As has been stated a number of times recently by General Authorities of The Church of Jesus Christ of Latter-day Saints, the weekly sacrament meeting is considered to be one of the most sacred, important and potentially life-changing meetings conducted in the Church. On my mission, I still did not appreciate how this was so until studying 3 Nephi 18. I still probably don’t fully understand but I have some more thoughts now…
The first thing I noticed is the use of the phrase ‘filled’ in 3 Nephi 18. For example: “And it came to pass that they did…drink of it and were filled…” (3 Nephi 18:9). Of course, this isn’t referring to a physical filling – the Nephites were being filled with the Spirit of the Lord, something we can feel if we partake of the sacrament in the way it’s meant to be. This sheds some light on what Christ meant when He told the Samaritan woman “…whosoever drinketh of the water that I shall give him shall never thirst…” (John 4:14). Christ was speaking of a spiritual fulfillment – a filling of the Spirit which, if we stay worthy of it, will never leave us. As we prepare for the sacrament each Sunday, we can receive this filling. But do we?
President David O. Mckay taught there are “…three things fundamentally important associated with the administration of the sacrament.” He continued by saying ” The first is self-discernment…we should partake worthily, each one examining himself…” We should not be surprised if when partaking of the sacrament we do not feel a spiritual filling or satisfaction if we have not fully repented or confessed to the Lord our recognition of our faults in the week. This applies to all transgressions, even ones we may consider ‘smaller’ or less significant; sin is sin. If we pray to the Lord consistently through the week to ask for forgiveness then it should be no surprise that when the culmination of this repentance process happens (the sacrament – the renewal) then we will feel the Spirit more strongly.
“Secondly, there is a covenant made…” – remember how important that statement is. We are make a two way promise (or rather, renewing all our promises ever made with God) when we partake of the sacrament. That is not something to be taken lightly. Of course, we will fail to fully live up to all our covenants, but that is why the sacrament is a weekly event. And this is when we start to see how vital to our spiritual strength the sacrament should be.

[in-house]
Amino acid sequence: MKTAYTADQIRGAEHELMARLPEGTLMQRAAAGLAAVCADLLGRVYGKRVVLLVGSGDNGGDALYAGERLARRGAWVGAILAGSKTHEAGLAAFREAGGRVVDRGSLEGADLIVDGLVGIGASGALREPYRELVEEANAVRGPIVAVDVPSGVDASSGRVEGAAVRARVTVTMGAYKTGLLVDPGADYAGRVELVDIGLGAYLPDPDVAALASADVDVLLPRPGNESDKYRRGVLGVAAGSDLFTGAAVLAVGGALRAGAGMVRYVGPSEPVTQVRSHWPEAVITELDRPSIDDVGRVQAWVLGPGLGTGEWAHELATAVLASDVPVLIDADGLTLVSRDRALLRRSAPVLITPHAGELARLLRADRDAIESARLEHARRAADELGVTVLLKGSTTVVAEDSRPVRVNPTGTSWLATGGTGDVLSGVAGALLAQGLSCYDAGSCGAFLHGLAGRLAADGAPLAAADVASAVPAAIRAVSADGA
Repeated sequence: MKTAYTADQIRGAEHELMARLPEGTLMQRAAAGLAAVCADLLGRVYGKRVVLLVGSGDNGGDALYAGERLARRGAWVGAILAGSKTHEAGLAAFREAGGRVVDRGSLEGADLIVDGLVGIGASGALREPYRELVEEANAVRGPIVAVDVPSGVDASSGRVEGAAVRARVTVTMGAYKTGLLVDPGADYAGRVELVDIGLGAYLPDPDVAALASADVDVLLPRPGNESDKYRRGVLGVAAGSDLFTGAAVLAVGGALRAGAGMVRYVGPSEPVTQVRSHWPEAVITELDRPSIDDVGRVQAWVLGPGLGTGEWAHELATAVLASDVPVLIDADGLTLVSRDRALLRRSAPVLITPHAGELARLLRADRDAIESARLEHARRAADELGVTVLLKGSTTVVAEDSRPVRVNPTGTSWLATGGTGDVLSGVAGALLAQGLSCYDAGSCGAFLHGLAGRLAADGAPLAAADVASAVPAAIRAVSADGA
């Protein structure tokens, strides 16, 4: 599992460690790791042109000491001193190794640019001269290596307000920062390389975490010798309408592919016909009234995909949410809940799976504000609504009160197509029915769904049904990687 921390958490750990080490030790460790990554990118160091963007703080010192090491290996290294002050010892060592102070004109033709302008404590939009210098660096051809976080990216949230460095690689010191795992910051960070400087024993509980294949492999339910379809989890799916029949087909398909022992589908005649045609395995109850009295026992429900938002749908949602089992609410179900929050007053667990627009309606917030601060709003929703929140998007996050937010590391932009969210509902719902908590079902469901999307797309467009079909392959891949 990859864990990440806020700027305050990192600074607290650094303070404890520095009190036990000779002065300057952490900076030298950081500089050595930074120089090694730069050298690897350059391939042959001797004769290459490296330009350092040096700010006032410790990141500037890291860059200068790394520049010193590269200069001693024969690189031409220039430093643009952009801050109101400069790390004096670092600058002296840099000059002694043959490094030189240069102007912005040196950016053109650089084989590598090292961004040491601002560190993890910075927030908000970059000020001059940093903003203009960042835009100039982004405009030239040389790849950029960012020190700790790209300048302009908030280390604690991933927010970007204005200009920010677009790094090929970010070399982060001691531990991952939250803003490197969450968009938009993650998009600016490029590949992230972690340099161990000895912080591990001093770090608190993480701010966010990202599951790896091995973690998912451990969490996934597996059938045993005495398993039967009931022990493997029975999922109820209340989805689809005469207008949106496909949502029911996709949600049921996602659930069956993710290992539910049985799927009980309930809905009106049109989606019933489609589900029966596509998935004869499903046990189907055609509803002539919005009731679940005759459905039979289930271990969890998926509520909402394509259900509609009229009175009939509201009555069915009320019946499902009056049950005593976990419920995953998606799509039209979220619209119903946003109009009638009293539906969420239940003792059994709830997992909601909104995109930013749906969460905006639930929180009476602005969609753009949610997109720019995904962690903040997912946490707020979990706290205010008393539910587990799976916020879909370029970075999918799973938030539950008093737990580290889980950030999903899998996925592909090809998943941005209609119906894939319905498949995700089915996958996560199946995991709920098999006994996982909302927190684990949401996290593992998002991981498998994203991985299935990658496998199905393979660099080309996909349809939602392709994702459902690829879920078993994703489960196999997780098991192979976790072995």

However, the third fundamental principle of the sacrament stood out most to me. “Thirdly…a sense of close relationship with the Lord. There is an opportunity to commune with oneself and to commune with the Lord.” What an experience that could be – to commune with the Lord! “Let us make that sacrament hour one of the most impressive means of coming in contact with God’s spirit. Let the Holy Ghost…lead us into his presence, and may we sense that nearness…” In Catholicism, there is an event in a Catholic’s regular worship called The Holy Communion. I have attended a Communion and it is similar in principle to our sacrament – both of course based on the Lord’s Last Supper. Whilst we have a number of differences in belief and practice, I do like the name that Catholicism has chosen for this event. Through the sacrament, we can (we should) come closest to communing with God in those precious moments. Picture the sacrament ordinance for a moment (remembering as well it is a sacred ordinance, officiated by priesthood authority). The emblems carried in the trays are symbolic – emblems, even – of Christ’s body and blood. When we partake of the sacrament, we are mirroring the Nephites who came forward in 3 Nephi 11 and felt the prints of the nails in His hand. Whilst in The Church of Jesus Christ of Latter-day Saints we don’t believe these emblems metamorphisise into Christ’s actual flesh and blood, we do believe they are partaken as a representation of His body and blood.
I have occasionally wondered what it would have been like to be present when the Nephites had the opportunity to go (one-by-one) and partake in feeling Christ’s sacrifice. Now I realise I don’t have to. I should know what spiritual filling they received IF I partake of the sacrament worthily, recognising the covenants I am renewing and trying to break to the veil to commune with my Father in Heaven. Will this happen every week? Probably not (particularly with my 3 year old son and 1 year old daughter). However, it CAN happen and how complete would our life be if we could sense that presence and renewal to it’s fullest extent each and every Sabbath? That, is why the sacrament is so important!